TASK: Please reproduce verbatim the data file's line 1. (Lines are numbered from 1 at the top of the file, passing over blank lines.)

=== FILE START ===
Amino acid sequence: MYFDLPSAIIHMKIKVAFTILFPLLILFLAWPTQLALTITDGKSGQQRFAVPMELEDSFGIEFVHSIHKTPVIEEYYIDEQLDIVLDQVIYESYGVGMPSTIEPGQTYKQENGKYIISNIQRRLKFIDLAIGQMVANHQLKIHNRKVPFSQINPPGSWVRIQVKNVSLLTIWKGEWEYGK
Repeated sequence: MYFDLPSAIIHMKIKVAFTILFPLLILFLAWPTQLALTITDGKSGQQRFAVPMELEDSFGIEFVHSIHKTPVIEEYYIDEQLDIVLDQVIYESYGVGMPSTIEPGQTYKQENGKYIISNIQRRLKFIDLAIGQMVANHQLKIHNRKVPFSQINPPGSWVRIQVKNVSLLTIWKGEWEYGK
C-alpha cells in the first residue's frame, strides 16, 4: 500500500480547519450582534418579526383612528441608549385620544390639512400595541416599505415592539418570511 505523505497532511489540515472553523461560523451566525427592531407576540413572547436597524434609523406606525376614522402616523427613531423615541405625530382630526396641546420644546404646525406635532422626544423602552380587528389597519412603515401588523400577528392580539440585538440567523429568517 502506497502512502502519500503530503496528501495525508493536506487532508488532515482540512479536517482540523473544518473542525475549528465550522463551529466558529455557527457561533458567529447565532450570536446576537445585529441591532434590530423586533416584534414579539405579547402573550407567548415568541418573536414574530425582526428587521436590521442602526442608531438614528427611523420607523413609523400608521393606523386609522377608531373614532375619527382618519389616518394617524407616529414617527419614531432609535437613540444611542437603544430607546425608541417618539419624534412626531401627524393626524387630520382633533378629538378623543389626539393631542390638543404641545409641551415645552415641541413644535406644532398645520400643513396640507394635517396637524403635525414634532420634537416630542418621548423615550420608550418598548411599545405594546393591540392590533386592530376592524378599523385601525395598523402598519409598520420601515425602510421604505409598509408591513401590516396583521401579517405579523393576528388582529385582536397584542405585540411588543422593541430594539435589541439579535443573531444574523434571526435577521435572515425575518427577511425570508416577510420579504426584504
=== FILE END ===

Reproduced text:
Amino acid sequence: MYFDLPSAIIHMKIKVAFTILFPLLILFLAWPTQLALTITDGKSGQQRFAVPMELEDSFGIEFVHSIHKTPVIEEYYIDEQLDIVLDQVIYESYGVGMPSTIEPGQTYKQENGKYIISNIQRRLKFIDLAIGQMVANHQLKIHNRKVPFSQINPPGSWVRIQVKNVSLLTIWKGEWEYGK